The Center for Disease control reports that bike helmets protect cyclists by reducing the risk of head injury by as much as 70 percent and a fatal head injury by 40 percent.
In Spokane, anyone riding a bike, scooter, ebike and basically any non-enclosed vehicle on wheels is required to wear a helmet. The law says that anyone older than one must wear a helmet. In Spokane County, the anyone over three up to 16 has to wear a helmet, but anyone over 16, doesn’t.
Washington State Law
In Washington the state government has no law requiring helmets for any age group, so it is left to the local municipalities and counties to determine the helmet laws for that jurisdiction. The state has 39 counties and 171 cities of population over 10,000. Out of these, only 25 have laws requiring helmets in some form.
What if I get in an Accident While not Wearing a Helmet?
Many people think that if you are not wearing a helmet and get into an accident—especially if you suffered a head injury—you can’t make a claim against the person who hit you because they will put the blame on you for not wearing a helmet.
On the surface, there seems to be some logic in that notion, but the truth is, wearing a helmet or not wearing one is not a determining factor in making your claim for compensation.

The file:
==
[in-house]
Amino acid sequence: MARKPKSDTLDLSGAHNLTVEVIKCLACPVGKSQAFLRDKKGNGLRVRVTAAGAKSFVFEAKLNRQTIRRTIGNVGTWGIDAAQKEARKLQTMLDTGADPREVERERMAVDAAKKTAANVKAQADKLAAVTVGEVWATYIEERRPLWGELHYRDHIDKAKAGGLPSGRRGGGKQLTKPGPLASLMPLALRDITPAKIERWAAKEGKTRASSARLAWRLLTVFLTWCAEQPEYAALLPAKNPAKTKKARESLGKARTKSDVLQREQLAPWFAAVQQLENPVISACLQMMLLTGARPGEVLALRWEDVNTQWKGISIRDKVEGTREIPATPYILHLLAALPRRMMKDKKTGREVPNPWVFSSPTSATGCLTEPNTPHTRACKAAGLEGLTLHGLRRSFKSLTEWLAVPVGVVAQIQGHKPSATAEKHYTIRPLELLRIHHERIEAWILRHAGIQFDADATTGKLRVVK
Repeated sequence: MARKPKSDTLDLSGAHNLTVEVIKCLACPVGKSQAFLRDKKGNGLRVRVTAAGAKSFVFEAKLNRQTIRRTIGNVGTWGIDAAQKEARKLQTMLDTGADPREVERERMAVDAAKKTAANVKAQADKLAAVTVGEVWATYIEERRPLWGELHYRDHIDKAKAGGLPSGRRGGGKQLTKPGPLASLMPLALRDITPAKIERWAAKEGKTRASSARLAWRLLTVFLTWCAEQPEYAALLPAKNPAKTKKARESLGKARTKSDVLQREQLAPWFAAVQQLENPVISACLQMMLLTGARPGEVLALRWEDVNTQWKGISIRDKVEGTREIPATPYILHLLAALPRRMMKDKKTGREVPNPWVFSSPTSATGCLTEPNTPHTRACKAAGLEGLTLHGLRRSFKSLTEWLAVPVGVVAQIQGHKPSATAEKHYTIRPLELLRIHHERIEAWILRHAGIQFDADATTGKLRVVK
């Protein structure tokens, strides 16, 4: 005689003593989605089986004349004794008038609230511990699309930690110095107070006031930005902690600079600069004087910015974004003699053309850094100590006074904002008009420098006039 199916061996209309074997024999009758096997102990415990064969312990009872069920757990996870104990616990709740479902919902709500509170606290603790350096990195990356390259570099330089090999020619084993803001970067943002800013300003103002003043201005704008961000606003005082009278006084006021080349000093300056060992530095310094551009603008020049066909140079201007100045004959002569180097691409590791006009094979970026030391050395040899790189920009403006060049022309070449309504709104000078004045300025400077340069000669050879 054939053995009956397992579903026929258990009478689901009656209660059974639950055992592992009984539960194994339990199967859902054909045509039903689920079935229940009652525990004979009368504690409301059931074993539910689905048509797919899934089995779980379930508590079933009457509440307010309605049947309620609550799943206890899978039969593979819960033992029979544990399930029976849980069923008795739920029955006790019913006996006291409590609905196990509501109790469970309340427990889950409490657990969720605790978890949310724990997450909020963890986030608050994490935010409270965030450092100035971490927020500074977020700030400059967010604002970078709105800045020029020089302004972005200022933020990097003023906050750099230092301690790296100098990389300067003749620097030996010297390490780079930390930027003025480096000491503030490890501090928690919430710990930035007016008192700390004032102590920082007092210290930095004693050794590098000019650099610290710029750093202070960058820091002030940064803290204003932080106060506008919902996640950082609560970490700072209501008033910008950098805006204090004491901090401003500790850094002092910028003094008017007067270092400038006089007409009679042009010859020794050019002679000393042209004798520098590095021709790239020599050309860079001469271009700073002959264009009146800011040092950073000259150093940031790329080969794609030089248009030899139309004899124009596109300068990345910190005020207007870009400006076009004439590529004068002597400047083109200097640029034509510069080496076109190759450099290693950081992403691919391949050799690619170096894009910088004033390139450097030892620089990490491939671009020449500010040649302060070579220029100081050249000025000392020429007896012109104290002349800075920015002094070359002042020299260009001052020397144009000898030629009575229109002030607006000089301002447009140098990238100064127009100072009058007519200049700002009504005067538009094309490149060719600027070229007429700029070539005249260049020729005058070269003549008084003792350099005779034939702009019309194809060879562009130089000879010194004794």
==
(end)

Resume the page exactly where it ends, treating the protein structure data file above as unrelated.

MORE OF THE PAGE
Where Helmets are Required
In Spokane where helmets are required, if you get hit by a vehicle while riding on the street or a bike lane and are not wearing a helmet, this fact can’t be used against you in your personal injury claim. Why?
Because Washington has a law that prohibits any vehicle code violation from being the sole factor in determining liability. This is because the civil law and criminal law systems are separate and use different standards of proof.
Washington law does allow the alleged at-fault driver to bring up the fact that the person wasn’t wearing a helmet in order to lessen the amount of compensation awarded. But any civil case will hinge on whether the defendant driver was negligent when he hit the cyclist.
Where Helmets are not Required
In places where the city or county has no law regarding helmets, then the fact that someone didn’t use their helmet can also be used to show that the physical injuries might have been less had the plaintiff used a helmet. However, even if the jury feels that the person should have been wearing a helmet, it will usually just lessen the amount of compensation awarded.